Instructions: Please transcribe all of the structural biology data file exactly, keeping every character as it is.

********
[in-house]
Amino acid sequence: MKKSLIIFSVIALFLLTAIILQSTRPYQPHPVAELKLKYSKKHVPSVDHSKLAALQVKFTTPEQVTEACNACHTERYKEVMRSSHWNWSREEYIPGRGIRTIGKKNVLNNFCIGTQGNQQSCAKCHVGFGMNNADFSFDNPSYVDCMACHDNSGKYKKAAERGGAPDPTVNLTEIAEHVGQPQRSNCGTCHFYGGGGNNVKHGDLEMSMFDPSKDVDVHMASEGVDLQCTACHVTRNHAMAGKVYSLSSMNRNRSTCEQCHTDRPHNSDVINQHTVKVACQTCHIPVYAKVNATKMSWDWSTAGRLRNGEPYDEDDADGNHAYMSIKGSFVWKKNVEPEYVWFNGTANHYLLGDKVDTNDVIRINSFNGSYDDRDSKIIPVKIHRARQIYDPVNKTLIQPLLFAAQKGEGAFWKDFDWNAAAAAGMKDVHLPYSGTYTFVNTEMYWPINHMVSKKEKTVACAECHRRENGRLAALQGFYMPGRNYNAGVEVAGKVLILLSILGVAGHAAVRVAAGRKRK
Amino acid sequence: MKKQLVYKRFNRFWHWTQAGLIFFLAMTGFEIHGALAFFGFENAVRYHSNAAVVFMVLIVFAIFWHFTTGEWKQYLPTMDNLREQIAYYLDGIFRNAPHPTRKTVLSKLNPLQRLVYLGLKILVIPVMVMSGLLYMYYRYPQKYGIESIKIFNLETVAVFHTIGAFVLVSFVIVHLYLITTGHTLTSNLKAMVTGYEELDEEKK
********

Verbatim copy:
[in-house]
Amino acid sequence: MKKSLIIFSVIALFLLTAIILQSTRPYQPHPVAELKLKYSKKHVPSVDHSKLAALQVKFTTPEQVTEACNACHTERYKEVMRSSHWNWSREEYIPGRGIRTIGKKNVLNNFCIGTQGNQQSCAKCHVGFGMNNADFSFDNPSYVDCMACHDNSGKYKKAAERGGAPDPTVNLTEIAEHVGQPQRSNCGTCHFYGGGGNNVKHGDLEMSMFDPSKDVDVHMASEGVDLQCTACHVTRNHAMAGKVYSLSSMNRNRSTCEQCHTDRPHNSDVINQHTVKVACQTCHIPVYAKVNATKMSWDWSTAGRLRNGEPYDEDDADGNHAYMSIKGSFVWKKNVEPEYVWFNGTANHYLLGDKVDTNDVIRINSFNGSYDDRDSKIIPVKIHRARQIYDPVNKTLIQPLLFAAQKGEGAFWKDFDWNAAAAAGMKDVHLPYSGTYTFVNTEMYWPINHMVSKKEKTVACAECHRRENGRLAALQGFYMPGRNYNAGVEVAGKVLILLSILGVAGHAAVRVAAGRKRK
Amino acid sequence: MKKQLVYKRFNRFWHWTQAGLIFFLAMTGFEIHGALAFFGFENAVRYHSNAAVVFMVLIVFAIFWHFTTGEWKQYLPTMDNLREQIAYYLDGIFRNAPHPTRKTVLSKLNPLQRLVYLGLKILVIPVMVMSGLLYMYYRYPQKYGIESIKIFNLETVAVFHTIGAFVLVSFVIVHLYLITTGHTLTSNLKAMVTGYEELDEEKK